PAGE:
Tuesday, September 15, 2020

This Week's Word . . . Do You Know What It Means?

To This Week's Word! I love learning new words, not only because I'm a writer but I love to blow on my fingernails when I'm reading a book and I know what the word means. Woohoo! Let's see if you know this one:

Muliebrity
Noun [myoo-lee-EB-ruh-tee]

Short definition: womanly qualities; femininity

Femininity. "She was one of those women who are waMuliebrity
Noun [myoo-lee-EB-ruh-tee]

Short definition: womanly qualities; femininity

Femininity

 "She was one of those women who are wanting in—what is

the word?—muliebrity."

H. G. Wells' 1911 novel New Machiavelli.

Muliebrity has been used in English to suggest the distinguishing character or qualities of a woman or of womankind since the 16th century. (Its masculine counterpart, virility, entered the language at about the same time.) Muliebrity comes from Latin mulier, meaning woman, and probably is a cognate of Latin mollis, meaning soft. Mollis is also the source of the English verb mollify—a word that implies a softening of hurt feelings or anger.

Ways to use Muliebrity in a sentence

The sexy songstress’s muliebrity set her apart from the less feminine women in the club.  

As a French woman, Camille embraced her womanly qualities and celebrated her femininity.  

Dressing in a way that showed off her muliebrity, the young lady liked to show off her girlish figure every chance she got.

With the many books I've written, when I think of a feminine heroine, I think of Raine Brinsley from SOJOURN WITH A STRANGER. Here's how the hero in the book describes her after their first meeting:

Derek rose from the chair in the sitting room and poured a brandy. An alluring scent of jasmine lingered in the air, growing fainter with every passing moment. He reflected on the lissome woman that had graced the room moments ago. She wasn't an illusion of beauty, she embodied it. Her alabaster skin, delicate features, and a much too kissable mouth lingered in his mind. Almond-shaped eyes—the color of pine needles—had studied him. Tall for a woman and reed-thin, with a line of feminine curves in all the right places, Raine Brinsley exuded sensuality. Mahogany hair had glistened beneath a splash of sunlight pouring through the window. He imagined if she freed the ribbon at her nape, the long tresses would fall to her waist.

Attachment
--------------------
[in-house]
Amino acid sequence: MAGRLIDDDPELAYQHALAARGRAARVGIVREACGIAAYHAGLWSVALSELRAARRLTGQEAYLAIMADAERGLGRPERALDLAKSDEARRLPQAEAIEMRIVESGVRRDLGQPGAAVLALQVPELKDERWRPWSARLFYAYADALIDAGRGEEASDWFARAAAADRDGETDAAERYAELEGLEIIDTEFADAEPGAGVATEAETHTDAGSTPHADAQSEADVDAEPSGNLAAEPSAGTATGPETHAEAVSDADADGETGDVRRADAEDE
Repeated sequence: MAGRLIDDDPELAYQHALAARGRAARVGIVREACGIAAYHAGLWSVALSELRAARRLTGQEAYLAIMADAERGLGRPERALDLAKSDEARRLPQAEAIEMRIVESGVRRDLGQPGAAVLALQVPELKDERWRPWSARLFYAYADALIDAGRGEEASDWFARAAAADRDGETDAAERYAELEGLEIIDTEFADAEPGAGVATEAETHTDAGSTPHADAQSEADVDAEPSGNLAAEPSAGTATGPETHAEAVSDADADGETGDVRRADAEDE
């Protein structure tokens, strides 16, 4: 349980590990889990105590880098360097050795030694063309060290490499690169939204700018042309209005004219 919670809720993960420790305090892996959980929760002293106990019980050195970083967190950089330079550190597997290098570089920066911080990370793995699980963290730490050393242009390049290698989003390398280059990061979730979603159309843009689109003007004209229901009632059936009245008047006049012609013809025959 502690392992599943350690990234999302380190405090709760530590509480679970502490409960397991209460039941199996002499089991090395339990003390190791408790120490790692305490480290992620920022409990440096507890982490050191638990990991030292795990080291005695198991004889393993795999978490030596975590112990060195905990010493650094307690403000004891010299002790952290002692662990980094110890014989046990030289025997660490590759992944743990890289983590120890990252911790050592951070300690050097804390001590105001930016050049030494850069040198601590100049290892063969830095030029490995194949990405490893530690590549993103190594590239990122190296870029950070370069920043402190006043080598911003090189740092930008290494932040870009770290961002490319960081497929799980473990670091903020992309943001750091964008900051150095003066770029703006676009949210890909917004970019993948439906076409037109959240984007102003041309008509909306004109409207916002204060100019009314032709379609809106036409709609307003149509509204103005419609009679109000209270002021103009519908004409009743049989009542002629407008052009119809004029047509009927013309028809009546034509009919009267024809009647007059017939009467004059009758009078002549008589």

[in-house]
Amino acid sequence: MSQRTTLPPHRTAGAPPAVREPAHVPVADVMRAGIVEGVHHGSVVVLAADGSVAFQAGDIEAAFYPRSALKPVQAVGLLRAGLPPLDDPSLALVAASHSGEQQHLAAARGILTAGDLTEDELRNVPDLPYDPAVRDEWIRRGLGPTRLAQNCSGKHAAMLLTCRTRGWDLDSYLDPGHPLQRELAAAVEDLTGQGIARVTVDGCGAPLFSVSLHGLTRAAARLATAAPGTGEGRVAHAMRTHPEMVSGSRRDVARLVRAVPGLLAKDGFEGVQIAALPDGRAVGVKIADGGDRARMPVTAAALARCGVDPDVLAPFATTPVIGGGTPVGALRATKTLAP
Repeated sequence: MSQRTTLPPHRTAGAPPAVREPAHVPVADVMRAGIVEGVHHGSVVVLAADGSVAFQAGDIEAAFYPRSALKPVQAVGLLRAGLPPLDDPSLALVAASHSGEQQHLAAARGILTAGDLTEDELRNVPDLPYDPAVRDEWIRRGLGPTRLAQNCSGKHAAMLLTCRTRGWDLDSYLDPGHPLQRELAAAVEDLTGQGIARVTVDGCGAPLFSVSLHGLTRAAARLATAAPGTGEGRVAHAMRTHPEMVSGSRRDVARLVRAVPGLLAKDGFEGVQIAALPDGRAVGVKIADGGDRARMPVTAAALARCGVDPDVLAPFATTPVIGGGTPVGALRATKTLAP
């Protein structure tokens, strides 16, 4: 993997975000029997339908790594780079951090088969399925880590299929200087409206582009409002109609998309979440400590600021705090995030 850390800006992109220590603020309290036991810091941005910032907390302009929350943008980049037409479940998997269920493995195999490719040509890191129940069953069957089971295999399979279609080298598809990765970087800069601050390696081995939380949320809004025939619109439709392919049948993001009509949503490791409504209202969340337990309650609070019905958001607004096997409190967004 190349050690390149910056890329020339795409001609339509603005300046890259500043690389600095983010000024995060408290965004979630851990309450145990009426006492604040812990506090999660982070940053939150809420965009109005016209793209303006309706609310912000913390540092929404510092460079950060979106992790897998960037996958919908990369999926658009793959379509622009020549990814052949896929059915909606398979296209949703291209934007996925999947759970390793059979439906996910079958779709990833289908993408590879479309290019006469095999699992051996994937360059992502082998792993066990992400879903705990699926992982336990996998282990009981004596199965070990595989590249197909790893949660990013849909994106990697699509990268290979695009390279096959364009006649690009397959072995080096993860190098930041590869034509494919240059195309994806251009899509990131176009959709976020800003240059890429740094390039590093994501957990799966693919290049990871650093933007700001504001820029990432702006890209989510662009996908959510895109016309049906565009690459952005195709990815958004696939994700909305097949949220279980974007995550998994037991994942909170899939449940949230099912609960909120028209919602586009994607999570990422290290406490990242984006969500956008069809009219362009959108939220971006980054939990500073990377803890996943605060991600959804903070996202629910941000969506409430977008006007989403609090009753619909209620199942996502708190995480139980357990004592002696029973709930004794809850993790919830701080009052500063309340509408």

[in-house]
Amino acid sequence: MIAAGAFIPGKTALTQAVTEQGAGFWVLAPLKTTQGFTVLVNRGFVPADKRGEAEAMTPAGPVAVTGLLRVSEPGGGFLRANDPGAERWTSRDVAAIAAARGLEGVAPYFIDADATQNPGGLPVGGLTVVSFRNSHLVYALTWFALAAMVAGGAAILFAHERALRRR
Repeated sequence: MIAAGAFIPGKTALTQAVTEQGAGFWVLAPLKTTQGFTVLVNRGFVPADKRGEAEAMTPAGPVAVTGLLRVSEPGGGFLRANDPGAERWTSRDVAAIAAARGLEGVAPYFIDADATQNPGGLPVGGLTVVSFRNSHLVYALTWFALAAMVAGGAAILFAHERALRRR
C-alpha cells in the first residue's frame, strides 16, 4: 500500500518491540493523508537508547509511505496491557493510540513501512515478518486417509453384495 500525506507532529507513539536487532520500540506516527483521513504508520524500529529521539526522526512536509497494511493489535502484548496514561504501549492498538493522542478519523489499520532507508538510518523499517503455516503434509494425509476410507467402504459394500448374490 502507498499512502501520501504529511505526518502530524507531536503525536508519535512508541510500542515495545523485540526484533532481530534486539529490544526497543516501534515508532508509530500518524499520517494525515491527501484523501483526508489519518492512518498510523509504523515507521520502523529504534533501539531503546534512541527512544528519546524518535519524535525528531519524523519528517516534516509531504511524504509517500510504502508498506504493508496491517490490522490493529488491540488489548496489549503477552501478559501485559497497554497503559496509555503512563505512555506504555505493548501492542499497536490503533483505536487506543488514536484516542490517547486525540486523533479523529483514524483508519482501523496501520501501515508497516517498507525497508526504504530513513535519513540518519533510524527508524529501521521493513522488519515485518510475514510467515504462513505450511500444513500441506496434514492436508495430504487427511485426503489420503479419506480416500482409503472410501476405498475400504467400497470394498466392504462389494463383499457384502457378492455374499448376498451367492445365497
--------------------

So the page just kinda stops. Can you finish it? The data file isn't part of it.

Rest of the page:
A proud aura enveloped her, despite the recent events that had reduced her to servitude. Admirable qualities. Although in command of her tongue, his intense gaze brought a rush of color to her cheeks. An enormous amount of sadness over the death of her parents resided in her eyes, yet something told him she wouldn't collapse under her pain and grief.

About Sojourn With A Stranger

Raine Brinsley is penniless after her are parents drowned at sea. She's sent by the local minister to Stafford House to apply for a job as a servant. Despite the alarm bells going off in her head, she accepts the offer of employment. She has one goal in mind, to return to her beloved grandfather in Maine.

Lord of the Manor, Derek Stafford, has his own dilemmas to worry about. His wife committed suicide some time ago after several babies were stillborn. Derek and his brother, Lyman, race to produce the first male heir of Stafford House. The winner will receive not only the title to the eloquent manor but also an enormous sum of money from their wealthy father.

Derek decides the beautiful Raine will make the perfect surrogate. If only he can convince the young woman that signing a contract to bear his son will serve both their needs: She can return to her grandfather and he'll inherit a life of wealth and luxury.    

But dark stirrings are afoot at Stafford House. A ghost haunts the halls of the manor and the spirit is intent on exposing her killer to Raine. Steeped in murderous plots, Derek and Raine face insurmountable odds of achieving their dreams.

And fight the insatiable hunger between them.

* A dark, Gothic novel with spirits, voodoo, mystery, suspense, and murder. 


 
Thanks so much for visiting today! Look for more 'This Week's Word on future posts! Then . . .you can blow on your fingers. lol 

 

 

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